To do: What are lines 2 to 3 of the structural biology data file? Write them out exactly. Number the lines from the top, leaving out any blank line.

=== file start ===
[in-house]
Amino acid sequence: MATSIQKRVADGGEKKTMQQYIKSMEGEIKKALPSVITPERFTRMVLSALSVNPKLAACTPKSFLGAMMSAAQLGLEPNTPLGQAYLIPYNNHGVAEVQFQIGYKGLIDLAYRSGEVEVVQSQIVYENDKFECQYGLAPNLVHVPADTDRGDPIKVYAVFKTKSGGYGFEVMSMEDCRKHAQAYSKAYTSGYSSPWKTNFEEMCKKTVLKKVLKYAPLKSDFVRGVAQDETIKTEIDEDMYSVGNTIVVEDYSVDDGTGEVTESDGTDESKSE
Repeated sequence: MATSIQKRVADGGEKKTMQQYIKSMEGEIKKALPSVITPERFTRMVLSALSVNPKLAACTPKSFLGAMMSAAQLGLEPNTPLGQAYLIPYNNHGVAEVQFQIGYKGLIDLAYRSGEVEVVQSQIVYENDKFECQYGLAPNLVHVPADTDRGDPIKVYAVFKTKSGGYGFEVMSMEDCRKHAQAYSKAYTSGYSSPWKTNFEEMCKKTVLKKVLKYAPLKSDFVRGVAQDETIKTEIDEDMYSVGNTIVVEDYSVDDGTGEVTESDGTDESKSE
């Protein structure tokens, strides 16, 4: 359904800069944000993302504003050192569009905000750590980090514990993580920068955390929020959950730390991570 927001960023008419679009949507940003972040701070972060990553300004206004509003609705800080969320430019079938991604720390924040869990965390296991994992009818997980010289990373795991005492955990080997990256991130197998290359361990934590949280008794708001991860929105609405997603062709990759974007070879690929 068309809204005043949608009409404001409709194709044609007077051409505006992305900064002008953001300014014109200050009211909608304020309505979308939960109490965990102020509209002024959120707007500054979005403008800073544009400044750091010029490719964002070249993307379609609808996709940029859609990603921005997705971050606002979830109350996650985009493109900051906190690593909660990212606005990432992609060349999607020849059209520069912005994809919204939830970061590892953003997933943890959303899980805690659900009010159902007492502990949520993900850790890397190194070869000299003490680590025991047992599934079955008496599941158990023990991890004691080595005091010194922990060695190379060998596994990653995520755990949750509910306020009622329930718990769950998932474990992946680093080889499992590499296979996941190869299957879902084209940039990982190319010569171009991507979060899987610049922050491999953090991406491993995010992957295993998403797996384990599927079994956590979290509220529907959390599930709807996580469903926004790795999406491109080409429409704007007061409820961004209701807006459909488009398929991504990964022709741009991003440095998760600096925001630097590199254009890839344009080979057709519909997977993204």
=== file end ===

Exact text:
Amino acid sequence: MATSIQKRVADGGEKKTMQQYIKSMEGEIKKALPSVITPERFTRMVLSALSVNPKLAACTPKSFLGAMMSAAQLGLEPNTPLGQAYLIPYNNHGVAEVQFQIGYKGLIDLAYRSGEVEVVQSQIVYENDKFECQYGLAPNLVHVPADTDRGDPIKVYAVFKTKSGGYGFEVMSMEDCRKHAQAYSKAYTSGYSSPWKTNFEEMCKKTVLKKVLKYAPLKSDFVRGVAQDETIKTEIDEDMYSVGNTIVVEDYSVDDGTGEVTESDGTDESKSE
Repeated sequence: MATSIQKRVADGGEKKTMQQYIKSMEGEIKKALPSVITPERFTRMVLSALSVNPKLAACTPKSFLGAMMSAAQLGLEPNTPLGQAYLIPYNNHGVAEVQFQIGYKGLIDLAYRSGEVEVVQSQIVYENDKFECQYGLAPNLVHVPADTDRGDPIKVYAVFKTKSGGYGFEVMSMEDCRKHAQAYSKAYTSGYSSPWKTNFEEMCKKTVLKKVLKYAPLKSDFVRGVAQDETIKTEIDEDMYSVGNTIVVEDYSVDDGTGEVTESDGTDESKSE